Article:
CategoryAnimal Science - Breeding & Genetics
Date Full Report Received04/29/2013
Date Abstract Report Received04/29/2013
Funded ByNational Pork Board
The pig industry continues to face many challenges with regard to costs of production. Feed costs continue to be the largest variable cost. One way of reducing feed costs is by increasing the efficiency with which pigs convert feed into saleable product. This can be done by altering the composition of the diet or selecting pigs with superior genetic potential for efficient use of nutrients. Here we report results from a project designed to use the latest advances in genomic technology to improve the accuracy with which we identify pigs having superior genetic ability to utilize nutrients. Recent advances in molecular genetics have made it possible for geneticists to improve the accuracy of genetic prediction. Utilization of genetic markers to analyze economically important traits has provided opportunities to identify chromosomal regions harboring genes influencing those traits. In some cases this has led to the discovery of the causal mutations within genes which are responsible for the change in performance. The ProcineSNP60 BeadChip allows scientists to genotype a pig for 60,000 genetic markers in a single assay for less than $100 per animal. This provides a wealth of information regarding the genetic makeup of each pig. The objective of this study was to use genomic information to identify genomic regions associated with feed efficiency and production traits, including average daily gain (ADG), average daily feed intake (ADFI), feed conversion ratio (FCR), residual feed intake (RFI), ultrasound back fat thickness (BF), muscle depth (MD), inner muscular fat percentage (IMF), birth weight (BW), and weaning weight (WW) in purebred Duroc boars. Individual feed intake records on more than 1000 boars were collected from electronic feeders. While the PorcineSNP60 BeadChip does include 60,000 markers, not all markers will be useful in every experiment. For our project a total of 40,008 markers proved useful and were evaluated. Three different statistical strategies were utilized to identify the chromosomal regions of interest. The reason for using multiple approaches is to obtain the best information available. Each approach has different strengths and weaknesses.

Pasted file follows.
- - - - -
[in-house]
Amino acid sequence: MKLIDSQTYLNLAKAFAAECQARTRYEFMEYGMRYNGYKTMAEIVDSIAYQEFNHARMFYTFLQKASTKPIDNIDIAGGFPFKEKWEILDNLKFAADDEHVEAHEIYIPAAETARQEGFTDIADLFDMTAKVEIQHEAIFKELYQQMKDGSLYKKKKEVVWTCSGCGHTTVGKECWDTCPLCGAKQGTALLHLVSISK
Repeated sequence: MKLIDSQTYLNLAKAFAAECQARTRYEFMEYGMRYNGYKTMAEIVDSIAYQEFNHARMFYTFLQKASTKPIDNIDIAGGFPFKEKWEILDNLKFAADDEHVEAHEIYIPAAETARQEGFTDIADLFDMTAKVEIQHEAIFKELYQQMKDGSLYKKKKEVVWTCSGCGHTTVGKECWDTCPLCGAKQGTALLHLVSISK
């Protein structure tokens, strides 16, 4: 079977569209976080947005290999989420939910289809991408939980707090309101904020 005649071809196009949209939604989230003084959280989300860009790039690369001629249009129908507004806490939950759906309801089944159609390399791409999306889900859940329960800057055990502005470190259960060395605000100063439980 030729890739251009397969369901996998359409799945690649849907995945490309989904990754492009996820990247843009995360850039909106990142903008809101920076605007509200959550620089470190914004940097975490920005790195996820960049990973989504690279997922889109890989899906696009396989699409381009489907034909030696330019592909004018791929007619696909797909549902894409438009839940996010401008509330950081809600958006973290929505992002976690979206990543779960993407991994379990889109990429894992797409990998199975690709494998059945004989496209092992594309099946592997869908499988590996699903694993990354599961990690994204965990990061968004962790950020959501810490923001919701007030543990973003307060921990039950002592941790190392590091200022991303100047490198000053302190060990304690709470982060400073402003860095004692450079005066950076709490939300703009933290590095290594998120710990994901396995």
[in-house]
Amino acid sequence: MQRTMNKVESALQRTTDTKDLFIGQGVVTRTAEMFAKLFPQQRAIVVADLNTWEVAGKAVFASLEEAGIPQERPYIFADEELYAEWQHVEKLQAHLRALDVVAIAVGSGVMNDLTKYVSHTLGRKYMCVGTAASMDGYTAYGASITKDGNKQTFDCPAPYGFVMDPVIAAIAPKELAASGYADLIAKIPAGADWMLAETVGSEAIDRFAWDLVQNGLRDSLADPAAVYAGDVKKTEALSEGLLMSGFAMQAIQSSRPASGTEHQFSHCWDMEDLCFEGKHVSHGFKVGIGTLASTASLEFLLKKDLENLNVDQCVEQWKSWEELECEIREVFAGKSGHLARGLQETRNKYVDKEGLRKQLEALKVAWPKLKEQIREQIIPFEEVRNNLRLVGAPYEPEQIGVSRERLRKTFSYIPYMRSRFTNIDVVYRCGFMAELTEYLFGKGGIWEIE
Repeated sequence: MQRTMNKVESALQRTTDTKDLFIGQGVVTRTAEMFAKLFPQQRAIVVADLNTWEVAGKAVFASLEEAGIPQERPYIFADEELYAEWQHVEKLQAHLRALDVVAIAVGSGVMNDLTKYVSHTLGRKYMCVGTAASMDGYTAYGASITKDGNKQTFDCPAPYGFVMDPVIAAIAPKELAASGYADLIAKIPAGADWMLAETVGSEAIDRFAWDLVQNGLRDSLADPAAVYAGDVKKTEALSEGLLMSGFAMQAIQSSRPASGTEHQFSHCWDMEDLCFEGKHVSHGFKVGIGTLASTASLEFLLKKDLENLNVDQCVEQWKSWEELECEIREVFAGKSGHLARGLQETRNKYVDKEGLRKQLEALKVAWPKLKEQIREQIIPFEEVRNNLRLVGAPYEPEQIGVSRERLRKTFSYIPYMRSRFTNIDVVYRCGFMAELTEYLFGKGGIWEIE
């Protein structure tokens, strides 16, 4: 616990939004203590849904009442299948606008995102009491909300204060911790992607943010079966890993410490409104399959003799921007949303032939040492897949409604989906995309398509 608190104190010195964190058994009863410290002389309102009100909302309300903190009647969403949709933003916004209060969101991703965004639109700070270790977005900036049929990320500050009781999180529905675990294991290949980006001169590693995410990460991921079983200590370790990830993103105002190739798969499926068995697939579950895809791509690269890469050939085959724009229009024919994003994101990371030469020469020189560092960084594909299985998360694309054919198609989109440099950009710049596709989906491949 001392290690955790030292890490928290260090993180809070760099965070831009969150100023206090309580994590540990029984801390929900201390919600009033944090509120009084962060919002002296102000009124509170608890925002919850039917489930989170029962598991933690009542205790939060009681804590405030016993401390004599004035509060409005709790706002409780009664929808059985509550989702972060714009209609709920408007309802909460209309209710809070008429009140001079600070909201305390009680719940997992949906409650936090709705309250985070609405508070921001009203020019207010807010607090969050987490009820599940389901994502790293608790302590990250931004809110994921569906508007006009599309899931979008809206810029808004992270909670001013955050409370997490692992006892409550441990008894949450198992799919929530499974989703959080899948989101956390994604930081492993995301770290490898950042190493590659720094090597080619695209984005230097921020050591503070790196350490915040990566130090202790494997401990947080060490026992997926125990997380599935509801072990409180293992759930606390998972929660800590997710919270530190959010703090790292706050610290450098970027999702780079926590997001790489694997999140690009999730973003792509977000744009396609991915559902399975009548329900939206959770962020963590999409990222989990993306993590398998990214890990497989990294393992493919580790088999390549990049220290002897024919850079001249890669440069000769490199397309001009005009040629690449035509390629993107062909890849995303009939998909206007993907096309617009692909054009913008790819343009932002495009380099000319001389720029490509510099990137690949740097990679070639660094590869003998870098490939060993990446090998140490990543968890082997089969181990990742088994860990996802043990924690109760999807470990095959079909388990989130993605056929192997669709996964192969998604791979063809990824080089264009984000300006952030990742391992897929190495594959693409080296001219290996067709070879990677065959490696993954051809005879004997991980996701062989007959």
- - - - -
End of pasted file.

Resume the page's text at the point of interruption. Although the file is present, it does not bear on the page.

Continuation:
Several important genomic regions were identified in this study, associated with the analyzed traits. A region on pig chromosome 1 was found which explained a large proportion of the genetic variance for both ADG and ADFI. Additional regions with smaller effects were identified on chromosomes 4, 6, 8, 14 and X. The genetic architecture of the analyzed traits was characterized by a limited number of genes or genomic regions with large effects and many regions with smaller effects. The region on chromosome 1 might be used to improve ADG and decrease ADFI in pigs.
To add confidence to our results, we obtained feed intake data on an additional 504 Duroc boars from the same population. Those boars were genotyped with GGP-Porcine BeadChip (8,826 markers) which has recently become commercially available. A procedure known as “imputation” was used to predict the 60k genotypes based on the GGP-Porcine BeadChip genotypes. Imputation has been shown to be highly accurate when done correctly. The advantage of this approach is that pigs can be genotyped using the GGP-Porcine BeadChip for less than one-half the cost of the Porcine60K BeadChip. After imputation, 35,871 genotypes were obtained for each of the 504 boars typed by the GGP-Porcine BeadChip. Inclusion of the data from the additional 504 boars supported the conclusions from the original analysis that chromosomal regions affecting nutrient utilization can be identified.
Regions within chromosomes influencing nutrient utilization were identified.
Genetic markers can be used to improve the accuracy with which we predict a pigs genetic potential for average daily feed intake and average daily gain which are critical components of nutrient utilization.
Improved accuracy of prediction would be expected to result in more accurate genetic selection and faster genetic improvement.